Reflective surface adds depth to facade
No1 Råsunda has quite a complex appearance and has several different levels – the highest section has 14 floors and the lower has 11. However, the building still feels cohesive owing to the strong horizontal lines and vertical windows that are a feature throughout the facade.
“We’ve used large windows right down to the floor. They have a lovely effect inside and give the building the feel of a glass atrium. There are also glass pilasters on the outside. When the glass catches the light, the facade gains depth and the building has a different character depending on the weather. The matt, dark grey beam structures form a contrast with the glass,” says Erik.
The highest part is at the intersection between Frösundaleden and Solnaleden, which is also the site of the main entrance. At the other end, at Garvis Carlssons gata, the design comes to a dramatic point. Working with the City of Solna, Fabege is creating a plaza-like area here which will function as a meeting point for underground and light rail passengers and office workers in the area.
“Services, restaurants and shops will be added to give the place an urban buzz,” explains Erik.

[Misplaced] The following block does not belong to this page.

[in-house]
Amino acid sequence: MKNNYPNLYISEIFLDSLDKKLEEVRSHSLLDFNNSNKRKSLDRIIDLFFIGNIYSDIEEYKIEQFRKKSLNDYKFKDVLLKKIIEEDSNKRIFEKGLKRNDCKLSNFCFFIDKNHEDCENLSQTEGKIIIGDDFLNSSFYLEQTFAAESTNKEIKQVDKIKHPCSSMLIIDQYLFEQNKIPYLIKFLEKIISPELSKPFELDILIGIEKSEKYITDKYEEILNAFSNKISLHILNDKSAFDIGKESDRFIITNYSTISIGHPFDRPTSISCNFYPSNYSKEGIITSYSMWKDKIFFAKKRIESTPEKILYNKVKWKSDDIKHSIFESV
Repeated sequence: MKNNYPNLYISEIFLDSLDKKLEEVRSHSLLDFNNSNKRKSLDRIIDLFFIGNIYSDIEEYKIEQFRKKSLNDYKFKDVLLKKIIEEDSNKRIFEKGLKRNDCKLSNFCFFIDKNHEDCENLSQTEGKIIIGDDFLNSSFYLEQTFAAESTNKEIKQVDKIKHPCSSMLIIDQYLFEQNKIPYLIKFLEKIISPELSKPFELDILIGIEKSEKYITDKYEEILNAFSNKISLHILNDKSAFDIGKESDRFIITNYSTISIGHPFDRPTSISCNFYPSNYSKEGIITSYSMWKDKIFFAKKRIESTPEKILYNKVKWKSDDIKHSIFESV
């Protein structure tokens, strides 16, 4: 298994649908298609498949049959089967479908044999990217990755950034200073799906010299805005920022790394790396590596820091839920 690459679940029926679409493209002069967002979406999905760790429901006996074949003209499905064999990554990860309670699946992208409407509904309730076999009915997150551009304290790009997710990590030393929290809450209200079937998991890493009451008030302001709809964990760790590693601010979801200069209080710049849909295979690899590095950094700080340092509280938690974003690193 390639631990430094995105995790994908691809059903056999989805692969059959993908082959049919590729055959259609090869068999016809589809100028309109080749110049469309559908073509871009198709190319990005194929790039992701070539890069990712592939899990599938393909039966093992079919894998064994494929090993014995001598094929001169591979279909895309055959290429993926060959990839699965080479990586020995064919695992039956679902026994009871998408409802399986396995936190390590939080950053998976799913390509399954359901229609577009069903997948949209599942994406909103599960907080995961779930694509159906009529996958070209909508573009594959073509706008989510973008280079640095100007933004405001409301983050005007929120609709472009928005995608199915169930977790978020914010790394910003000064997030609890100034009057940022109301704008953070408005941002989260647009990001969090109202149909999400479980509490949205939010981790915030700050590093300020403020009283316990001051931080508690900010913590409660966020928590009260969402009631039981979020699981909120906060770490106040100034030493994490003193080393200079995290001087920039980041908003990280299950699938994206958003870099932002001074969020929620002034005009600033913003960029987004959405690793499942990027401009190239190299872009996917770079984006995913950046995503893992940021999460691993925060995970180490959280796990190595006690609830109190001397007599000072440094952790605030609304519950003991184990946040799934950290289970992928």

Telenor prizes flexibility
Telenor has been involved from the outset, and the architects have made adjustments to the floor plan according to the company’s wishes. For Telenor it’s important to have a flexible, open office space, which led to the decision to locate the stairwells towards the north facade instead of right in the middle of the building, as originally planned.
“The result is a stylish building that both suits Telenor and is representative of Solna,” says Erik.
No1 Råsunda is environmentally certified in accordance with BREEAM Very Good, which means that the building makes a clear contribution towards improving the environment. On the roof there will be solar panels and a sedum roof for vegetation. The architects were also mindful of energy calculations when designing the office.
“Fabege maintains a high environmental profile and is ambitious in this area, and it’s great to work in this way,” comments Erik.
Erik Hovlin on what’s trending in offices and architecture:
- Deep buildings for more space and greater flexibility. The challenge is to allow in plenty of natural light, something that can be achieved with high ceilings and an atrium.
- Activity-based, within reason. These days companies start by looking at the work that is to be done, and then decide how employees are to sit based on that.
- Wood frames as a quicker, lighter and more eco-friendly alternative to steel and concrete.
- Flexible construction – it should be possible to adapt the office over time, if, for example, you want to move workstations, put up walls, etc.